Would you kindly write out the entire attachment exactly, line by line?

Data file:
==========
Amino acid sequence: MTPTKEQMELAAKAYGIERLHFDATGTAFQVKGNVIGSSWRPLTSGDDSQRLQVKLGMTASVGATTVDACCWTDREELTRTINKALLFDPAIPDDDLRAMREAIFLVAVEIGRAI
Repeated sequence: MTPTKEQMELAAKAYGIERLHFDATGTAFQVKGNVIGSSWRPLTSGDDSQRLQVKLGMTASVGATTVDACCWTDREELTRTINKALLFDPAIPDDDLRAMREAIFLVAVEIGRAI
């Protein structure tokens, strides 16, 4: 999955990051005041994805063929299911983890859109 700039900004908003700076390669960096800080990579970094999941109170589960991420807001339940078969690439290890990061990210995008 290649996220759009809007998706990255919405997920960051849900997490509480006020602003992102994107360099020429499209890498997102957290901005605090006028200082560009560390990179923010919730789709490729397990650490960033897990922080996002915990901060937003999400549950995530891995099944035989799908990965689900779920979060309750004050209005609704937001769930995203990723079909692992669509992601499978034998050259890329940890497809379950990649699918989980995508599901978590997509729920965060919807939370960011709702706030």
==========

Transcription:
Amino acid sequence: MTPTKEQMELAAKAYGIERLHFDATGTAFQVKGNVIGSSWRPLTSGDDSQRLQVKLGMTASVGATTVDACCWTDREELTRTINKALLFDPAIPDDDLRAMREAIFLVAVEIGRAI
Repeated sequence: MTPTKEQMELAAKAYGIERLHFDATGTAFQVKGNVIGSSWRPLTSGDDSQRLQVKLGMTASVGATTVDACCWTDREELTRTINKALLFDPAIPDDDLRAMREAIFLVAVEIGRAI
């Protein structure tokens, strides 16, 4: 999955990051005041994805063929299911983890859109 700039900004908003700076390669960096800080990579970094999941109170589960991420807001339940078969690439290890990061990210995008 290649996220759009809007998706990255919405997920960051849900997490509480006020602003992102994107360099020429499209890498997102957290901005605090006028200082560009560390990179923010919730789709490729397990650490960033897990922080996002915990901060937003999400549950995530891995099944035989799908990965689900779920979060309750004050209005609704937001769930995203990723079909692992669509992601499978034998050259890329940890497809379950990649699918989980995508599901978590997509729920965060919807939370960011709702706030």